The Toby family is creating waves in downtown McGregor, where a two-year remodeling project has created space for dozens of shops selling merchandise under the VIBE Main Street Market marquee.
A ribbon-cutting ceremony unfolded Saturday, providing a formal launch to a 9,000-square-foot collection of jewelry, home products, art and vintage finds that has become a popular diversion for tourists, especially those trekking to town for stays in Chip and Joanna Gaines’ Magnolia House.
In 2016, Scott Toby and his mother, Jackie Toby, hurried to the rescue when The Strand, a shop-filled retailing destination on McGregor’s Main Street, closed abruptly. Merchants began searching for space elsewhere.
The Toby family from 2002 to 2009 occupied the iconic Gilmore & Davis Furniture building in downtown McGregor, operating an upscale shop called Design Gild to meet growing demand for tony home furnishings.
Gilmore & Davis for decades attracted young and old to downtown with an elaborate Christmas display in its front window.
Across the street sat the Gilmore & Davis annex, where furniture and other merchandise had been stored for years. The Toby family owns that space, and made it available to those needing a new retailing venue.
“They had no place to go on short notice. The Christmas season was approaching, and they had ordered inventory,” Scott Toby said in a phone interview. “We rolled up our sleeves and vowed to make things work. We got it up and going in two months, and have been renovating ever since.”
The makeover recently came to a close, prompting the grand opening.
“We redesigned the showroom to better showcase the vendors, moved out nearly all the old furniture that was still left, created nice dressing rooms. We probably have spent north of $150,000 on renovations, at least $20,000 on lighting alone, to make it as appealing as possible for our vendors.”
Noted artist Lee James, a North Carolina native whose employment with IBM and Siemens has taken him around the country, now resides in Woodway and “was so impressed with the VIBE that I signed a lease on the spot.”
He said in a phone interview he takes an impressionist’s approach to landscapes and seascapes, and has undertaken a series of paintings dedicated to local venues of significance, including the Waco Suspension Bridge, the Waco Hippodrome, Magnolia Market at the Silos and McLane Stadium.
“I just moved into the Sun West subdivision. It’s my 15th house,” said James, 70, mentioning his extensive travels in the corporate world. “I most recently lived in Temple, and all I knew about Waco was Central Texas Marketplace. I had no idea there were so many cool places to visit and paint.”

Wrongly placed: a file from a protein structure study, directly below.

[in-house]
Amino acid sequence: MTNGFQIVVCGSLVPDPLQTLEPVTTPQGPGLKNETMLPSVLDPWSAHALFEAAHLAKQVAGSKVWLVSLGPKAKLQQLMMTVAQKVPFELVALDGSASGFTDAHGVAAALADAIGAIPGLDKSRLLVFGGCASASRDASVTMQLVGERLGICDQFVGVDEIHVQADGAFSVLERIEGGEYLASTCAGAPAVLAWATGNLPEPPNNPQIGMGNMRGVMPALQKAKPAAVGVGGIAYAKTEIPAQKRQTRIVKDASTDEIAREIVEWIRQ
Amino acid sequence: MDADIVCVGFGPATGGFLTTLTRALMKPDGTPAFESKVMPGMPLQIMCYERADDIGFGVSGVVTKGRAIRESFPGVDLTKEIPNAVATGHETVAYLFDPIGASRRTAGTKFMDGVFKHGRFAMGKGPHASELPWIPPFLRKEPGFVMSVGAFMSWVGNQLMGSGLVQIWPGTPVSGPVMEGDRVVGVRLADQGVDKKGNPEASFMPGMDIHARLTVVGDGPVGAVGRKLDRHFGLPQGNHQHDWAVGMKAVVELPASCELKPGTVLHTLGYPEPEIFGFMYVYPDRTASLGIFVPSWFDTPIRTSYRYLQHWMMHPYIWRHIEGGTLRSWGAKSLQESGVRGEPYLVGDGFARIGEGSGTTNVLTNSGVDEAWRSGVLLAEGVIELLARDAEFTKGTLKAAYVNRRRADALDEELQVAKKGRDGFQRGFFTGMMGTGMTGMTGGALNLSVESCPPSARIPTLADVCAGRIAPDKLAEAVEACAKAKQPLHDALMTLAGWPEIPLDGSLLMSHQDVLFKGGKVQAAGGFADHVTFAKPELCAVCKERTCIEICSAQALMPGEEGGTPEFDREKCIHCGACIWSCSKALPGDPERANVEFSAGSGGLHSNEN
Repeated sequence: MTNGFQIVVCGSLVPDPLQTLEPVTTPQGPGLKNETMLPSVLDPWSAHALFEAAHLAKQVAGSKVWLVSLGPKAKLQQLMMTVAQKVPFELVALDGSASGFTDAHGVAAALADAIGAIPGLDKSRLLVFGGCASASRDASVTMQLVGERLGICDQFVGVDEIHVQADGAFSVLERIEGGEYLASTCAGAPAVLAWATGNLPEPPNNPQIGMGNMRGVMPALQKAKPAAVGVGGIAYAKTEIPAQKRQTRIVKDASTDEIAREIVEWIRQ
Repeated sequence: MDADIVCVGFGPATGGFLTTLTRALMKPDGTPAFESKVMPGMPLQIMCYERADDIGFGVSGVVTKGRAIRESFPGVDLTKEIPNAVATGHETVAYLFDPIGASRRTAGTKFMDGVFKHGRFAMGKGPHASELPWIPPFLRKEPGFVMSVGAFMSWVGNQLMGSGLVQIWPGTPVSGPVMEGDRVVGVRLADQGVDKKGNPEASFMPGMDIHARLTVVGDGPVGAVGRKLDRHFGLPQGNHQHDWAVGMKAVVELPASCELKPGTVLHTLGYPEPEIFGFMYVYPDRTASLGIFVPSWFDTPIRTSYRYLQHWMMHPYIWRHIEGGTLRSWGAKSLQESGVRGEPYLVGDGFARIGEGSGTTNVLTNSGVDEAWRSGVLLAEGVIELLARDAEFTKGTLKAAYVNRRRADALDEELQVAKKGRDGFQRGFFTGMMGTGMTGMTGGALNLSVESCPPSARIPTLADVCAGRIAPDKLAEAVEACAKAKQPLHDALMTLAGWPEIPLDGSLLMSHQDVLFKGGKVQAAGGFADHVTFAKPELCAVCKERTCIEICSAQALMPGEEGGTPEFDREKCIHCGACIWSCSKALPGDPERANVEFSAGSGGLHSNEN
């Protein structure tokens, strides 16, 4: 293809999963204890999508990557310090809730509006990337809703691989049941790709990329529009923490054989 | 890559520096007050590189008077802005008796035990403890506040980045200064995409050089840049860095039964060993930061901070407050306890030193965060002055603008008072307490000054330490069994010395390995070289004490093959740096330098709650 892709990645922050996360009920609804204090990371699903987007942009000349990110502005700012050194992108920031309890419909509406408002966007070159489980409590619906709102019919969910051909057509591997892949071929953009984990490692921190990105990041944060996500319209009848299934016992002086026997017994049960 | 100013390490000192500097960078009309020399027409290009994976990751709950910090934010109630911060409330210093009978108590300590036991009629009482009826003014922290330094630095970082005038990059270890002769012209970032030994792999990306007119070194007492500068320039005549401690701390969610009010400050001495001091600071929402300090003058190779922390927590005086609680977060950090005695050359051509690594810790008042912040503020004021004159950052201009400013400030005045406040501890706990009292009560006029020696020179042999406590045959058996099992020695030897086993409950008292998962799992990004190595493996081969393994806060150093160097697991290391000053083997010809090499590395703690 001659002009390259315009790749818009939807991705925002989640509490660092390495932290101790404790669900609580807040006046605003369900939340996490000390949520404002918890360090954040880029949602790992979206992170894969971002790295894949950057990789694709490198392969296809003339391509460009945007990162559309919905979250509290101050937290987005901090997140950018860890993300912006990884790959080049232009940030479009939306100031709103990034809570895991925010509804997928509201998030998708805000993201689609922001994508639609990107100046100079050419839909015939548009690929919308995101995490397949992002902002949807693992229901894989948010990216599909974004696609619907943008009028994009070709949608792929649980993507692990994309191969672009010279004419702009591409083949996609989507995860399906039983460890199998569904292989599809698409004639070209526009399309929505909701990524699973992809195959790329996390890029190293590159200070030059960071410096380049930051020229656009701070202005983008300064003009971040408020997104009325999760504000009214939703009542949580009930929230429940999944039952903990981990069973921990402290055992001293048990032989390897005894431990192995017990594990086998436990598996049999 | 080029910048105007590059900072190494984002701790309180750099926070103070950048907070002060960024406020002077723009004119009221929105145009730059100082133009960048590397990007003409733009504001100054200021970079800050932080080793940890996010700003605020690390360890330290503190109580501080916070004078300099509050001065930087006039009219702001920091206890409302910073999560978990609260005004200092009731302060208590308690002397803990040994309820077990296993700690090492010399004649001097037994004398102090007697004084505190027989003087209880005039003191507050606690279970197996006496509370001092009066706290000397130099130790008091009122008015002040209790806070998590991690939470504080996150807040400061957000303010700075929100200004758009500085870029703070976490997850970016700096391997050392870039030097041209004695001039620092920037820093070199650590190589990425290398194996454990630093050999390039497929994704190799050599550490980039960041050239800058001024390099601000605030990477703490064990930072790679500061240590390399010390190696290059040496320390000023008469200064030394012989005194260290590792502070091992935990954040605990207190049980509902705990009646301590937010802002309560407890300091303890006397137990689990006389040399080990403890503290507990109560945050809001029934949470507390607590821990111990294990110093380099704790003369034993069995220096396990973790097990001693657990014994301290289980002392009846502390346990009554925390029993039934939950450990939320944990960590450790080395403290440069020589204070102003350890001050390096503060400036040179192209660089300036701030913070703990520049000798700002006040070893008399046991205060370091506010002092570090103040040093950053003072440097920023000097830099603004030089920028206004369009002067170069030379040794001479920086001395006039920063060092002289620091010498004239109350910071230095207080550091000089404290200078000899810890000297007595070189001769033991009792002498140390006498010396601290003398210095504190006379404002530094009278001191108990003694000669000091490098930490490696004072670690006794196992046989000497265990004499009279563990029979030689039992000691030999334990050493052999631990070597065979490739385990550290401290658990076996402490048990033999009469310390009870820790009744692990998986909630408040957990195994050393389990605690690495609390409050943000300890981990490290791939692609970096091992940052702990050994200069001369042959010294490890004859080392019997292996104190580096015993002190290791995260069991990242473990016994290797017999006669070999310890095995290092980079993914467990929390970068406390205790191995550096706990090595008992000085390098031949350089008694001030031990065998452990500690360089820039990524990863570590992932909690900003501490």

Scott Toby said his lease rates within VIBE range from $50 to $200 a month for booth space; $40 to $50 a month for custom shelving; and $120 to $195 a month for kiosks. He said his staff tends to day-to-day operations, including assisting customers and completing transactions. Those contracting for space are not obligated to remain on the premises, but may do so.
Customers may carry their purchases in VIBE-branded bags, and can avail themselves of curbside parking, a seating area with refreshments, renovated restrooms and operating hours Monday through Saturday.
“I would say we have 300 to 500 people walking through here on weekends, maybe 150 on weekdays. We have a lot of regulars, as well as those staying at Magnolia House,” said Scott Toby, speaking by phone.
Dinah Mills, associate director of the McGregor Chamber of Commerce, called creation of the VIBE “an amazing story,” and the space it occupies, with its black-and-white awnings and red planters, give it eye-catching curb appeal that out-of-towners seemingly find irresistible, judging by turnout.
Tara Ward, whose family lives on the 4W ranch near Hubbard, displays at VIBE her homemade leather earrings, cowhide purses, key chains and air fresheners. Ward, 33, said she personally crafts the items, and acknowledges they carry prices some customers may consider high-end.
“I’ve just been there two months, and I’m very pleased, though I would like to see an increase in sales,” Ward said. “The location is great, not far from Waco, not far from Magnolia Market at the Silos, a great tourist attraction. But the competition is considerable, including Spice Village in downtown Waco.”
Ward said she also shows merchandise at a smaller market in Hubbard, but views VIBE as a major upgrade in terms of exposure, attendance and demand for advertising and marketing to spread the word about 4W.
“I’m just diving in head first, hoping it will all be worthwhile,” she said.
Scott Toby said VIBE will continue to evolve, saying in a news release, “We have more plans, improvements and events we look forward to presenting throughout this year, starting with McGregor’s first ‘Fourth Friday’ event,” which is scheduled this week, a follow-up to the grand opening.
“In time, I hope to open an outdoor market at the rear of the store,” said Scott Toby, a senior graphics designer employed at Baylor University.
He called ownership of VIBE a family affair that involves not only his mother, Jackie, but his wife, Monica Toby, and his brother, Josh Toby.
“We opened flying by the seat of our pants, and now have remodeled the whole store. People from all over want to be one of our vendors,” said Toby, a graphic designer at Baylor University.
Meanwhile, Magnolia Realty is listing for sale the five pieces of property comprising the former Gilmore & Davis Furniture company complex, with asking prices ranging from $275,000 to $125,000, the agency said.
Scott Toby said he sold the 23,000-square-foot collection of buildings in 2014 to the developer of The Strand, and now it has hit the market piecemeal.
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